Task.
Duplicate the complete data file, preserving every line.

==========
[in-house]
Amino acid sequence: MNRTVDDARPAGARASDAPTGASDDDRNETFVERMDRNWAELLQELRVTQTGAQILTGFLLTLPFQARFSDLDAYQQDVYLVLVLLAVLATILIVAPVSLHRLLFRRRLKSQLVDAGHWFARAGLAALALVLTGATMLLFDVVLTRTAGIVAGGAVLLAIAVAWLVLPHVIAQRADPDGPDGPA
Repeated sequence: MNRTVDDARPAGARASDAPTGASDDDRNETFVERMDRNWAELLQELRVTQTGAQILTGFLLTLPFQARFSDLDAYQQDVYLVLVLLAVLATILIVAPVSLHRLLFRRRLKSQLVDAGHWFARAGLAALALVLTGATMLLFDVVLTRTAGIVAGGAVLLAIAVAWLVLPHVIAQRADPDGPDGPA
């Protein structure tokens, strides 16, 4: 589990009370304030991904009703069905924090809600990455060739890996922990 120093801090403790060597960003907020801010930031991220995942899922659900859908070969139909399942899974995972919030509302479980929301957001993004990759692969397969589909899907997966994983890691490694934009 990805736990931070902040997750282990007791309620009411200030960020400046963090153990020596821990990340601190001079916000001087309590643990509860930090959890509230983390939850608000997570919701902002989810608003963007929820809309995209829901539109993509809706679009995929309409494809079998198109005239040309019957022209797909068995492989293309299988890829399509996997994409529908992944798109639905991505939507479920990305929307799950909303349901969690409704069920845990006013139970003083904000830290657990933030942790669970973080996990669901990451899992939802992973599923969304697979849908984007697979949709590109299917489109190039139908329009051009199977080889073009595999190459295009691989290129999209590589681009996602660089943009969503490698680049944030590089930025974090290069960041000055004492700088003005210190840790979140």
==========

[in-house]
Amino acid sequence: MNRTVDDARPAGARASDAPTGASDDDRNETFVERMDRNWAELLQELRVTQTGAQILTGFLLTLPFQARFSDLDAYQQDVYLVLVLLAVLATILIVAPVSLHRLLFRRRLKSQLVDAGHWFARAGLAALALVLTGATMLLFDVVLTRTAGIVAGGAVLLAIAVAWLVLPHVIAQRADPDGPDGPA
Repeated sequence: MNRTVDDARPAGARASDAPTGASDDDRNETFVERMDRNWAELLQELRVTQTGAQILTGFLLTLPFQARFSDLDAYQQDVYLVLVLLAVLATILIVAPVSLHRLLFRRRLKSQLVDAGHWFARAGLAALALVLTGATMLLFDVVLTRTAGIVAGGAVLLAIAVAWLVLPHVIAQRADPDGPDGPA
């Protein structure tokens, strides 16, 4: 589990009370304030991904009703069905924090809600990455060739890996922990 120093801090403790060597960003907020801010930031991220995942899922659900859908070969139909399942899974995972919030509302479980929301957001993004990759692969397969589909899907997966994983890691490694934009 990805736990931070902040997750282990007791309620009411200030960020400046963090153990020596821990990340601190001079916000001087309590643990509860930090959890509230983390939850608000997570919701902002989810608003963007929820809309995209829901539109993509809706679009995929309409494809079998198109005239040309019957022209797909068995492989293309299988890829399509996997994409529908992944798109639905991505939507479920990305929307799950909303349901969690409704069920845990006013139970003083904000830290657990933030942790669970973080996990669901990451899992939802992973599923969304697979849908984007697979949709590109299917489109190039139908329009051009199977080889073009595999190459295009691989290129999209590589681009996602660089943009969503490698680049944030590089930025974090290069960041000055004492700088003005210190840790979140």